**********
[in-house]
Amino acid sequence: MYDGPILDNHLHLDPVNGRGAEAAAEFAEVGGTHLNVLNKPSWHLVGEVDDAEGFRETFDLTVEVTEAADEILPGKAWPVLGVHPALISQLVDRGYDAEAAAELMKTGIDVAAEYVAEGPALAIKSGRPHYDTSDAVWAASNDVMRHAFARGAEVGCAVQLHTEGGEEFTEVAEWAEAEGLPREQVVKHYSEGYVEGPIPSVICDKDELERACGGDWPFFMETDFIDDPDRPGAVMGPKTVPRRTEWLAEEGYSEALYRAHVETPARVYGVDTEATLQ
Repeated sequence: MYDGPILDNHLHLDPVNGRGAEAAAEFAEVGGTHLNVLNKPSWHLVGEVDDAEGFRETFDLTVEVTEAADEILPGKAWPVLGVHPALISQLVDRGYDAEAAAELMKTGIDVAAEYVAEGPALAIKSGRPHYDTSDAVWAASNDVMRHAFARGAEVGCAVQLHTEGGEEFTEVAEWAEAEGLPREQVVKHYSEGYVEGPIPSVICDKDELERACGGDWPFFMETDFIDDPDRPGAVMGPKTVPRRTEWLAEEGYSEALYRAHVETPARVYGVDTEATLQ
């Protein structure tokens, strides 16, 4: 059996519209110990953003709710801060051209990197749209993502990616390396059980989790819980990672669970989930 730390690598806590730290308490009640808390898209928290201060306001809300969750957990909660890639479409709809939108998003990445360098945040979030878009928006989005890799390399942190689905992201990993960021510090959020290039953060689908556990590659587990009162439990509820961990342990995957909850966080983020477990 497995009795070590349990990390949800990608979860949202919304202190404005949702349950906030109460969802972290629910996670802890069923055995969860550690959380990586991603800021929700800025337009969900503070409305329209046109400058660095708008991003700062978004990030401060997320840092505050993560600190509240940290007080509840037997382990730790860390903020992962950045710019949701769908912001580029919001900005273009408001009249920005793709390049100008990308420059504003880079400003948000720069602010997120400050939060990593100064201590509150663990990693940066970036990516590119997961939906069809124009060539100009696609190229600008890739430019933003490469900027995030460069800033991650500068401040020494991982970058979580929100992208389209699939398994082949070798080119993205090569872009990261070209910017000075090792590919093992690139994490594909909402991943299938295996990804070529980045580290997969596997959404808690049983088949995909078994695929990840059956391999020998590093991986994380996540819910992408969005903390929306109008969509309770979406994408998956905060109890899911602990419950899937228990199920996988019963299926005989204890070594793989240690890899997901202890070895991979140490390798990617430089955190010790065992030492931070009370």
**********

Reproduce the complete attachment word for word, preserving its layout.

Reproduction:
[in-house]
Amino acid sequence: MYDGPILDNHLHLDPVNGRGAEAAAEFAEVGGTHLNVLNKPSWHLVGEVDDAEGFRETFDLTVEVTEAADEILPGKAWPVLGVHPALISQLVDRGYDAEAAAELMKTGIDVAAEYVAEGPALAIKSGRPHYDTSDAVWAASNDVMRHAFARGAEVGCAVQLHTEGGEEFTEVAEWAEAEGLPREQVVKHYSEGYVEGPIPSVICDKDELERACGGDWPFFMETDFIDDPDRPGAVMGPKTVPRRTEWLAEEGYSEALYRAHVETPARVYGVDTEATLQ
Repeated sequence: MYDGPILDNHLHLDPVNGRGAEAAAEFAEVGGTHLNVLNKPSWHLVGEVDDAEGFRETFDLTVEVTEAADEILPGKAWPVLGVHPALISQLVDRGYDAEAAAELMKTGIDVAAEYVAEGPALAIKSGRPHYDTSDAVWAASNDVMRHAFARGAEVGCAVQLHTEGGEEFTEVAEWAEAEGLPREQVVKHYSEGYVEGPIPSVICDKDELERACGGDWPFFMETDFIDDPDRPGAVMGPKTVPRRTEWLAEEGYSEALYRAHVETPARVYGVDTEATLQ
């Protein structure tokens, strides 16, 4: 059996519209110990953003709710801060051209990197749209993502990616390396059980989790819980990672669970989930 730390690598806590730290308490009640808390898209928290201060306001809300969750957990909660890639479409709809939108998003990445360098945040979030878009928006989005890799390399942190689905992201990993960021510090959020290039953060689908556990590659587990009162439990509820961990342990995957909850966080983020477990 497995009795070590349990990390949800990608979860949202919304202190404005949702349950906030109460969802972290629910996670802890069923055995969860550690959380990586991603800021929700800025337009969900503070409305329209046109400058660095708008991003700062978004990030401060997320840092505050993560600190509240940290007080509840037997382990730790860390903020992962950045710019949701769908912001580029919001900005273009408001009249920005793709390049100008990308420059504003880079400003948000720069602010997120400050939060990593100064201590509150663990990693940066970036990516590119997961939906069809124009060539100009696609190229600008890739430019933003490469900027995030460069800033991650500068401040020494991982970058979580929100992208389209699939398994082949070798080119993205090569872009990261070209910017000075090792590919093992690139994490594909909402991943299938295996990804070529980045580290997969596997959404808690049983088949995909078994695929990840059956391999020998590093991986994380996540819910992408969005903390929306109008969509309770979406994408998956905060109890899911602990419950899937228990199920996988019963299926005989204890070594793989240690890899997901202890070895991979140490390798990617430089955190010790065992030492931070009370």